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TIGHTENING CREDIT AND THE CHANGING FINANCIAL MARKET Mike Calhoun PowerPoint PPT Presentation


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TIGHTENING CREDIT AND THE CHANGING FINANCIAL MARKET Mike Calhoun. NeighborWorks Atlanta, Georgia February 18, 2009. Center for Responsible Lending.

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TIGHTENING CREDIT AND THE CHANGING FINANCIAL MARKET Mike Calhoun

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Tightening credit and the changing financial market mike calhoun l.jpg

TIGHTENING CREDIT AND THE CHANGING FINANCIAL MARKETMike Calhoun

NeighborWorks

Atlanta, Georgia February 18, 2009


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Center for Responsible Lending

  • Nonprofit, nonpartisan research and policy organization dedicated to protecting homeownership and family wealth by working to eliminate abusive financial practices.

  • Affiliated with Self-Help, one of the nation’s largest community development financial institutions.

    • Over $5 billion of financing to 55,000 low-wealth families, small businesses and non-profits.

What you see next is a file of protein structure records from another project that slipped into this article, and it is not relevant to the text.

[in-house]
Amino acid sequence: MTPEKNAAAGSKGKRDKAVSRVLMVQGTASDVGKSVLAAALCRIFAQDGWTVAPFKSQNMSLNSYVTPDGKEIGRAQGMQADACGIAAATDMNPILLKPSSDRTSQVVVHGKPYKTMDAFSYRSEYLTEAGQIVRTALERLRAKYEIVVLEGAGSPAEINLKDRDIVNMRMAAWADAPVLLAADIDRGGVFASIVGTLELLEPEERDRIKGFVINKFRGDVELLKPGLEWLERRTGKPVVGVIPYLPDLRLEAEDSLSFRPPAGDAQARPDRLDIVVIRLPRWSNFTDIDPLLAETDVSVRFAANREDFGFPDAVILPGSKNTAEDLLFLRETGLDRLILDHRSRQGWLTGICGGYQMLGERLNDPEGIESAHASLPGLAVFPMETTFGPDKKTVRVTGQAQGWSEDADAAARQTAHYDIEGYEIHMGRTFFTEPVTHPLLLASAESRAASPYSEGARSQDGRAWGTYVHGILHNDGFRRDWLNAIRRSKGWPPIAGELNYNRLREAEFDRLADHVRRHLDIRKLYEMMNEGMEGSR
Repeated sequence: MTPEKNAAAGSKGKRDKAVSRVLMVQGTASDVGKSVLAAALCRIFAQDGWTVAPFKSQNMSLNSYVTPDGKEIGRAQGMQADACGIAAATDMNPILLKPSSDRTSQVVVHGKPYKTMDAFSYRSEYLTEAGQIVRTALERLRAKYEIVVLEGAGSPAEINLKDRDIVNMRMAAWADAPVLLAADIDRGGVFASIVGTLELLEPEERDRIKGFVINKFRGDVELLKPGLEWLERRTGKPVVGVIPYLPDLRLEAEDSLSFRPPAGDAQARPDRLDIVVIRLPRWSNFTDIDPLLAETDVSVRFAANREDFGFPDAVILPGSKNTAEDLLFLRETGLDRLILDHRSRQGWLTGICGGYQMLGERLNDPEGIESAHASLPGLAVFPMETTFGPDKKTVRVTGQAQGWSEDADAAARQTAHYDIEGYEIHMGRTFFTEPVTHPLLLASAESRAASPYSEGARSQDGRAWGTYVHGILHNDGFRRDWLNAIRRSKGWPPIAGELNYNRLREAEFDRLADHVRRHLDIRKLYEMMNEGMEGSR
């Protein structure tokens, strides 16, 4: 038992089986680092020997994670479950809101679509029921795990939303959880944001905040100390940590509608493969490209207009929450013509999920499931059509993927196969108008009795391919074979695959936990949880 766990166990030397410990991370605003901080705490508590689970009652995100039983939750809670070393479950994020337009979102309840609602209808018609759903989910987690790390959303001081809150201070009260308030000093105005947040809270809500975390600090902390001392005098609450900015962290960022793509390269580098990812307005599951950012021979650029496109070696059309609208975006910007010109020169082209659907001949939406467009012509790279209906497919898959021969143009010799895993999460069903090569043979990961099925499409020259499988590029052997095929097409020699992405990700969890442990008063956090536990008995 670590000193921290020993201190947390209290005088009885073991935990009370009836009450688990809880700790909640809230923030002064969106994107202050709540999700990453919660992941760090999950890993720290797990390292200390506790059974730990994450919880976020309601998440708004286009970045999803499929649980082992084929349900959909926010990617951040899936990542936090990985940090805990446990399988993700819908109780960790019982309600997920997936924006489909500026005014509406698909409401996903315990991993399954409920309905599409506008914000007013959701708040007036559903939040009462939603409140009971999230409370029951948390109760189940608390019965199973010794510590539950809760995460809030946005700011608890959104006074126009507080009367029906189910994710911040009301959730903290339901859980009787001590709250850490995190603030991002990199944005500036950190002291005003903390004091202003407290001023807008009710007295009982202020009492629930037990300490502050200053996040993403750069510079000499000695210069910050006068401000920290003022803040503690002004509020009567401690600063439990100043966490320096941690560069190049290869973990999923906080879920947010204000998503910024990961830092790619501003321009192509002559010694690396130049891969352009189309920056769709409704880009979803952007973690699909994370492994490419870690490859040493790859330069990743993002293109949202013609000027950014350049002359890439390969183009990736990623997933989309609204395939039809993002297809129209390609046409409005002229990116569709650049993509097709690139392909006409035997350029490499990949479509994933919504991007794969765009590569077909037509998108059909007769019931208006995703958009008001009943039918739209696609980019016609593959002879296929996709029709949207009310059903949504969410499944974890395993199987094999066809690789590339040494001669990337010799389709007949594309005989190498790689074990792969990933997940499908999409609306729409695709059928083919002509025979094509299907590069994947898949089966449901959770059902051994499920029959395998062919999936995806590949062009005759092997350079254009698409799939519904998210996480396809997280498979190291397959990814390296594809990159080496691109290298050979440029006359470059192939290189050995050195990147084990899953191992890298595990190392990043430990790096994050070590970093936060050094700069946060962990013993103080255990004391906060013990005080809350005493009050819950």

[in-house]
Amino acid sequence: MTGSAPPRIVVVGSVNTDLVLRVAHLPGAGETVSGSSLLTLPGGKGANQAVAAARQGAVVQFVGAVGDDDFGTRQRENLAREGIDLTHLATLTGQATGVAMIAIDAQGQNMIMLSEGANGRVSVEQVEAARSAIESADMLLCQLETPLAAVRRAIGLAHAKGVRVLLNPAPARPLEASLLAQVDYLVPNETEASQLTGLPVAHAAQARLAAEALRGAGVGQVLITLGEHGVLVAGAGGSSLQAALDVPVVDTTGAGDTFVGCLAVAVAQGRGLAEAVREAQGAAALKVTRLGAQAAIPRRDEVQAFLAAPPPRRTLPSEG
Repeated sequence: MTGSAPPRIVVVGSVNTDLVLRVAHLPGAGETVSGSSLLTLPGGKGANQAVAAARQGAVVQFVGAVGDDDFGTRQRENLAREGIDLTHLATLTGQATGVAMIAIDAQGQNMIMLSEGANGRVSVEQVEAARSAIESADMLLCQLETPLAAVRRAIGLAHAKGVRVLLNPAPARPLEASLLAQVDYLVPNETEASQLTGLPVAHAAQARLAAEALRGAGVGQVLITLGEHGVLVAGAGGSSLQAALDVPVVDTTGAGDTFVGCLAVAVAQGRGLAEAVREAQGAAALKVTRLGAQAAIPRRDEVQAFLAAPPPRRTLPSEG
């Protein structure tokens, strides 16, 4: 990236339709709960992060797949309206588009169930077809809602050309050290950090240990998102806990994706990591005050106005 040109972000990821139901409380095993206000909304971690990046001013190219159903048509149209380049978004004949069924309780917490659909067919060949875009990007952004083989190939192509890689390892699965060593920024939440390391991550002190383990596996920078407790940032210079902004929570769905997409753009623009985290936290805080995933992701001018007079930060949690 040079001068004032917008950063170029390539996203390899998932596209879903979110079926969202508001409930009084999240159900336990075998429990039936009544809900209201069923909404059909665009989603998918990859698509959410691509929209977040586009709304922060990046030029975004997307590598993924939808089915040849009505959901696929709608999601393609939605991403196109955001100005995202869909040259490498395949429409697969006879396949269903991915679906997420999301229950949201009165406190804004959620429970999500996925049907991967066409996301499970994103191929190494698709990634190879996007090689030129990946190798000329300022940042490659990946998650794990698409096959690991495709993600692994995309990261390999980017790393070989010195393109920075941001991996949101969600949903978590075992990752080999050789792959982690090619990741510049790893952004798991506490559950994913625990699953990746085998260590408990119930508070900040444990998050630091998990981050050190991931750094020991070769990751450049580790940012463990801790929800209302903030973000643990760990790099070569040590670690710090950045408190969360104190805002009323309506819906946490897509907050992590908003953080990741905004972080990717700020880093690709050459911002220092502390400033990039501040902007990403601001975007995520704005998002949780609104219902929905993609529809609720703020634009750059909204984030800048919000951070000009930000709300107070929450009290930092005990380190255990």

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CHRONOLOGY OF THE CRISIS

  • Unsustainable mortgage products and practices

  • A lending bubble that inflated the housing bubble

  • Securitization of these loans into AAA securities and derivatives

  • Leverage of investments that amplified gains and risks

  • Loss of market confidence

  • Deleveraging as asset values fall

  • Foreclosures creating more downward home values


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The Products That Got Us Into this Mess: Subprime Home Loan Traits

  • Typically hybrid ARMs with built-in payment shock

  • Most carry large prepayment penalties for refi prior to first interest rate adjustment

  • No escrows for taxes or insurance – prompts further refis

  • Typically refinance loans

  • Typically broker-originated

  • Up-front fees far higher than in prime market

  • Debt-to-income ratios can rise as high as 55%

  • Underwritten to introductory rate – no expectation that borrower could afford the loan after rate adjustment


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Unnecessary Losses: Most HomeownersSold SP Loans Qualified for Better Loans

  • A Wall Street Journal Study found that 60% of borrowers who received SP loans in 2006 had credit scores high enough to qualify for prime loans.

  • Even those who did not qualify for prime loans could have received 30 year fixed rate SP loans with payments similar to and often lower than the exotic arm loan they received.

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Chairman Bernanke’s Conclusion

Fed. Reserve Chairman Ben Bernanke: